Comparing MLK Jr. And Malcolm X's Speech

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Civil rights activists will always be the heroes of the black people in America. MLK Jr. and

Malcolm X will be at the top of this list engraved in the hearts of black Americans. Neither of

these men out worked each other and that wasn't their intention either. The main goal of these

great men was to achieve political and social greatness for their fellow black people. MLK and

Malcolm X appeal to their audience's emotions and religious beliefs in their documents “A letter

from a Birmingham jail” and “The Ballot or the Bullet.”

King was a man of peace and he knew that two acts of violence would not result in the

outcome of friendship. King starts his letter off with “My Dear Fellow Clergymen”. King starts

his
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This strategy allows King to show his audience that he is

no different from them and they believe in the same ideals and religious interests.

The beginning of X’s speech had similar traits to the letter that King wrote. X’s first line

says “Mr. Moderator, Brother Lomax, brothers and sisters, friends and enemies: I just can't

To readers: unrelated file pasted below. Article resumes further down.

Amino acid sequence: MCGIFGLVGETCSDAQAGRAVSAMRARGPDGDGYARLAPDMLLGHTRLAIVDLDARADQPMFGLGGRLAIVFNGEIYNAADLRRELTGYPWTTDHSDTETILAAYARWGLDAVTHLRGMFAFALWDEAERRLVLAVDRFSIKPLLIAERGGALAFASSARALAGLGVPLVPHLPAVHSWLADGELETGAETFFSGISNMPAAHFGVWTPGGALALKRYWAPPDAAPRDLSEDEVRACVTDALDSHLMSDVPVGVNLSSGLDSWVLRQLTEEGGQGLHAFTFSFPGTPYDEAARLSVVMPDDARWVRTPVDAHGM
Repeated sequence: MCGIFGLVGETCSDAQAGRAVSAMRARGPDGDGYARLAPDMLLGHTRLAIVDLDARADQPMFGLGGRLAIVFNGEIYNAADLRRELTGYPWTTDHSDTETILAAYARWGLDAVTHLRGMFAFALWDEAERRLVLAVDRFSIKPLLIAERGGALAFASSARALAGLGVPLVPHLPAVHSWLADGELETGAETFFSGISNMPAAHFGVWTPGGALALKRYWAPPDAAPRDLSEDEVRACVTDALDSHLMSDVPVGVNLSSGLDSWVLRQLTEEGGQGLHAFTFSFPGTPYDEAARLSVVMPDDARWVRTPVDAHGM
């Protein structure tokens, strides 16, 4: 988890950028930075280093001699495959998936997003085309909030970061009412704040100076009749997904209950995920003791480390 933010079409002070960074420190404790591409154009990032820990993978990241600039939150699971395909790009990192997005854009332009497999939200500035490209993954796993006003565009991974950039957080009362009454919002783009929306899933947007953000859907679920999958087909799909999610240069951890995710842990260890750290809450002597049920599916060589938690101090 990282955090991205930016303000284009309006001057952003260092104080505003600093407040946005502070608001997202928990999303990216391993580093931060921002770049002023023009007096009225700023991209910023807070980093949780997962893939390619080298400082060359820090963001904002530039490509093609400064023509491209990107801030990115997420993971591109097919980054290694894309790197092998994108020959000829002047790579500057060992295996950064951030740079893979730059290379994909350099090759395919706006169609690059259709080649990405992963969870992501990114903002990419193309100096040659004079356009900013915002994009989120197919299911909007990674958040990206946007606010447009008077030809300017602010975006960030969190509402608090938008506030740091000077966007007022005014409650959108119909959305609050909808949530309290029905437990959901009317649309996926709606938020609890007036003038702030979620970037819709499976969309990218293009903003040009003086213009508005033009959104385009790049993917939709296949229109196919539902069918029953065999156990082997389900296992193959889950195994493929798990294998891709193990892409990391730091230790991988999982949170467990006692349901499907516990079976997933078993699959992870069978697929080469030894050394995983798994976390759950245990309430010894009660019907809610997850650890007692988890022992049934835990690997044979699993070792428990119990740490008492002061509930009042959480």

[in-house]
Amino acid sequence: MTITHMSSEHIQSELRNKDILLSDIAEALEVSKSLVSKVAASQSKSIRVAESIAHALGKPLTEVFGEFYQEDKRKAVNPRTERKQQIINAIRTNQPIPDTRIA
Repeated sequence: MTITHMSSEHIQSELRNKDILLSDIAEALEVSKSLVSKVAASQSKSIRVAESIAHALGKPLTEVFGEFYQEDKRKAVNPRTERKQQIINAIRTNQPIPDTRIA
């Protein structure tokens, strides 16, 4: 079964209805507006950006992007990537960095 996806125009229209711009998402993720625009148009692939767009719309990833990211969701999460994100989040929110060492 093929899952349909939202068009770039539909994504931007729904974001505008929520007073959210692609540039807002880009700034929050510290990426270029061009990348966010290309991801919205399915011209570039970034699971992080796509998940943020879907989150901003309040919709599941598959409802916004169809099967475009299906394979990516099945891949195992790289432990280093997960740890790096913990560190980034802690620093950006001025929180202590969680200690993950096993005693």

believe everyone in here is a friend.” Even though X was a by any means necessary type of guy

he still wanted to appeal to his audience as friends. Also with this X is trying to make his

audience appeal to his reasons for blaming the white men. Another similarity in the two speeches

is when X says “I myself am a minister, not a Christian minister, but a Muslim minister.” This is

just like what King did in his letter with bringing up religion. However the slight contrast is how

King appeals to his audiences religious beliefs but X says “I'm not here tonight to discuss my

religion.”

The differences in the documents outweigh the similarities in the rest of the ways that they

speak to the audience. An example is when King said “injustice anywhere is a threat to justice

everywhere.” King is establishing that there is a enemy of justice in America but he doesn’t
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